Talent, failure and hard work.

There are three common traits of successful people; talent, failure and hard work. Google any successful sports star, musician, writer or entrepreneur and you will find a story about how they have failed only to get back up again, dust themselves of and try again. Yes they are of course talented in their fields, exceptional even, but talent only gets you so far. A quote I found whilst researching this blog post sums it up perfectly. “Good things don’t come to those who wait, good things come to those who work their asses off and never give up.”

Take Michael Jordan for example, basketball superstar and arguably the best there ever was, Michael was cut from his varsity basketball team in his sophomore year. Hard work and hours of practice (and a growth spurt!) saw him realise his dream, but it didn’t stop there. As one of his coaches Phil Jackson once said, “Michael would simply exercise with greater concentration than anyone else, he would work himself “into a lather” with his intensity, and push himself ever harder whenever things got more difficult”. Michael himself is also the first to point out that failure led to his success, “I’ve failed over and over and over again in my life. And that is why I succeed.”

Tennis superstar sisters Venus and Serena Williams didn’t reach world domination in the tennis world just by relying on their talent. From the ages of about seven or eight they were up at 6am every morning hitting tennis balls, then they would head off to school only to return to the courts after school had finished. Some may say a little extreme, others know that’s what it takes.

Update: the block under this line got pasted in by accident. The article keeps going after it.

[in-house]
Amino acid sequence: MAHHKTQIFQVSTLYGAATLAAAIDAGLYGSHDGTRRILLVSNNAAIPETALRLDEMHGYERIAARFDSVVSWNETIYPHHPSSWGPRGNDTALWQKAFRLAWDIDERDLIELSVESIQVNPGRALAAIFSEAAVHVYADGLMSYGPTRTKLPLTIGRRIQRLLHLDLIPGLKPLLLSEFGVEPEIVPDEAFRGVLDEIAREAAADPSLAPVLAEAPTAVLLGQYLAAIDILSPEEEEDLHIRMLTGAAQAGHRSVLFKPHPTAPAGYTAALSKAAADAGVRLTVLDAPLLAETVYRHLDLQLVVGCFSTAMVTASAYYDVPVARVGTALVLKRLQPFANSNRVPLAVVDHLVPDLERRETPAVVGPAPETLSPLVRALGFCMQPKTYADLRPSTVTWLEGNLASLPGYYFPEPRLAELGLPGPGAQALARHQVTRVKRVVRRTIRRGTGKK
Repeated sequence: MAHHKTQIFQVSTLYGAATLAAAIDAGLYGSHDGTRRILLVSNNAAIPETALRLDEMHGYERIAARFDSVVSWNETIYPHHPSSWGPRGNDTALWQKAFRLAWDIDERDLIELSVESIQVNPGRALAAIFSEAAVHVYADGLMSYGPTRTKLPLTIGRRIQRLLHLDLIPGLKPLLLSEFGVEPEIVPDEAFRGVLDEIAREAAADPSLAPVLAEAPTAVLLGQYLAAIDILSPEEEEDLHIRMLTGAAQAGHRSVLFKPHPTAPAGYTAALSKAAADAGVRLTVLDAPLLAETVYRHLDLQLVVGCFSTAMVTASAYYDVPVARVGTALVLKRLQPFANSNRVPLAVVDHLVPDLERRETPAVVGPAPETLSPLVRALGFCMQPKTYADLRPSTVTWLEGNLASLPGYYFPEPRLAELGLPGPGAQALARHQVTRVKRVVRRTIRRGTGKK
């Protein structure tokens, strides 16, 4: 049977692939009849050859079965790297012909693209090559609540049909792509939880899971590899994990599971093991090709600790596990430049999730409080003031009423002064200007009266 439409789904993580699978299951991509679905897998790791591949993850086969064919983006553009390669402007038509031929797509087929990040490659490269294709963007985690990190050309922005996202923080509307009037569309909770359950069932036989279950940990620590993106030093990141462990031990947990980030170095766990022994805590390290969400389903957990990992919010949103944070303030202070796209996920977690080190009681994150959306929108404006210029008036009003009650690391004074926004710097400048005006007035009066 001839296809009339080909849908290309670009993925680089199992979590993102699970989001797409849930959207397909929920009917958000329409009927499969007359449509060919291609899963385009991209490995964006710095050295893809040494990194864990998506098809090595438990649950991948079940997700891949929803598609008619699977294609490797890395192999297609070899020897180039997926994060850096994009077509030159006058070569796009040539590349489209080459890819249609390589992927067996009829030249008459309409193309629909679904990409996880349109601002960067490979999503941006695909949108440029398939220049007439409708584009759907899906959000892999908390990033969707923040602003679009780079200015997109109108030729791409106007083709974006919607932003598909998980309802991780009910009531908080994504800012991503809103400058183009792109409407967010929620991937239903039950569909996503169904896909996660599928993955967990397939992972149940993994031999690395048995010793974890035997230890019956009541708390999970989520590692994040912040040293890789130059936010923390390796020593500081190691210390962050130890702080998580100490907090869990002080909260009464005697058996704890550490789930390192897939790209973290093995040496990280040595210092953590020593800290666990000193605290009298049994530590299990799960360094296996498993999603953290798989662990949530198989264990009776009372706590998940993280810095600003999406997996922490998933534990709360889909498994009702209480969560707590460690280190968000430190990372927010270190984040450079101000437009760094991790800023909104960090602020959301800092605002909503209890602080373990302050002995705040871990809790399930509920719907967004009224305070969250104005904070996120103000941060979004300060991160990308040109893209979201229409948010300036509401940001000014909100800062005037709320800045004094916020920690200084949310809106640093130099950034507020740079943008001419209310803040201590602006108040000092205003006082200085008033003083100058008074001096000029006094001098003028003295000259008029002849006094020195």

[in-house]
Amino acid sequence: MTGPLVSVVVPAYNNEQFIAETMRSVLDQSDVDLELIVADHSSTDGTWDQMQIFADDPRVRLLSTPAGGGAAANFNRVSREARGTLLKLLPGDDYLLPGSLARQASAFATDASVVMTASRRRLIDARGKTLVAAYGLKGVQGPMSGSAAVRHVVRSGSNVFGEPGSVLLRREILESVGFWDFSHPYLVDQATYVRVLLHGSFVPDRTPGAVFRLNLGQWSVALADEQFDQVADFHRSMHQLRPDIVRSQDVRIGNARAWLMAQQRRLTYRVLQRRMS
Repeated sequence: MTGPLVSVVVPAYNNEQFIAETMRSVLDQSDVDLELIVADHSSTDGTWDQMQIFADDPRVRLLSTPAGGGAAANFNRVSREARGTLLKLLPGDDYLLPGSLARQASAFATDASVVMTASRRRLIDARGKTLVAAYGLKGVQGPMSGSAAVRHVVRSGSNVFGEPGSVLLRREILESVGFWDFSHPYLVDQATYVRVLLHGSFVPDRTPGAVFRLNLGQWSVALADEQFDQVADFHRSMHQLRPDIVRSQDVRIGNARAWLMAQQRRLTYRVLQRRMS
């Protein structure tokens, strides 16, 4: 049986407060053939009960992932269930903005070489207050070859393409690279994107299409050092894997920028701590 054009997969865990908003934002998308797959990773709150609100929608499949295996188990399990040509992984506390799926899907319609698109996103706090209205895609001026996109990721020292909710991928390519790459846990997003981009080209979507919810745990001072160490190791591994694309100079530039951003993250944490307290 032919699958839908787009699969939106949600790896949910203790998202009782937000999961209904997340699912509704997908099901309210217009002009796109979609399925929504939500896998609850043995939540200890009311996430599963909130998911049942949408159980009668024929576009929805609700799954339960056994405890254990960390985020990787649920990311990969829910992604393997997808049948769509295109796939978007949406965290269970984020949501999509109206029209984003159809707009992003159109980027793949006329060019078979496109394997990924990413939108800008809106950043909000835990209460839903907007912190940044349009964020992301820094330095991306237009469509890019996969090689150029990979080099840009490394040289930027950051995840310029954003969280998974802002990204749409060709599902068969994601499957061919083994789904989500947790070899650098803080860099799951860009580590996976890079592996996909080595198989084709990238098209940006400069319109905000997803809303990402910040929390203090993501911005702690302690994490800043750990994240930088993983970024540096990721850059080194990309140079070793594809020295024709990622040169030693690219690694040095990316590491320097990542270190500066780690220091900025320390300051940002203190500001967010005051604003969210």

We’ve all heard about Stephen King’s rejections. King’s first manuscript received over 30 rejections and it was only his wife’s encouragement to continue that sees him now as one of the best selling authors of all time.

Then there’s Elvis Presley who was infamously told that he would be better off going back to driving a truck because he was going to get nowhere in the music industry. Presley was unfazed and continued to work hard and the rest, as they say, is history.

And of course we all know mega-mogul Donald Trump, like him or hate him you can’t deny his success. Donald credits his success to working twenty hours a day. He is famously quoted as saying “How does someone that sleeps 12-14 hours a day compete with someone who’s sleeping three or four?” Yes, okay Donald may be a little extreme but you get the picture.

I’m a firm believer in hard work. It’s an ethic I want to instill in my children. However, not all of us want to achieve the dizzying heights of success that those above have striven for.

For me it comes back to the magic word of balance. That elusive enigma that doesn’t really exist but which we can all hope to achieve at least fleetingly. Right now I am trying to sneak just a little taste of that balance while still not denying the hard work that I need and want to put into my writing.

It means knuckling down between work, housework and other necessities and scheduling writing time. It means late nights and early mornings of writing, editing and research. And it means making the time to be present when it is family time. There’s no magical formula just one that contains many hits and a probably as many misses. It’s about incorporating change in my mindset to work hard, waste less time (hello Facebook, Pinterest and Twitter), and finding time for myself to calm my mind through early morning yoga and the odd hot bath, candles and a good book.

As I said to my husband last night. The hard work now will pay off. I know it will. Perhaps not in five years, maybe not even in ten, but one day I will have a novel published. One day the thousands of hours will come to fruition. One day.

I fully trust that if you believe in yourself, if you want it bad enough, if it is what you are compelled to do and if you put in the hard work then yes, good things will happen.

 

 Linking with Essentially Jess today for I Blog On Tuesdays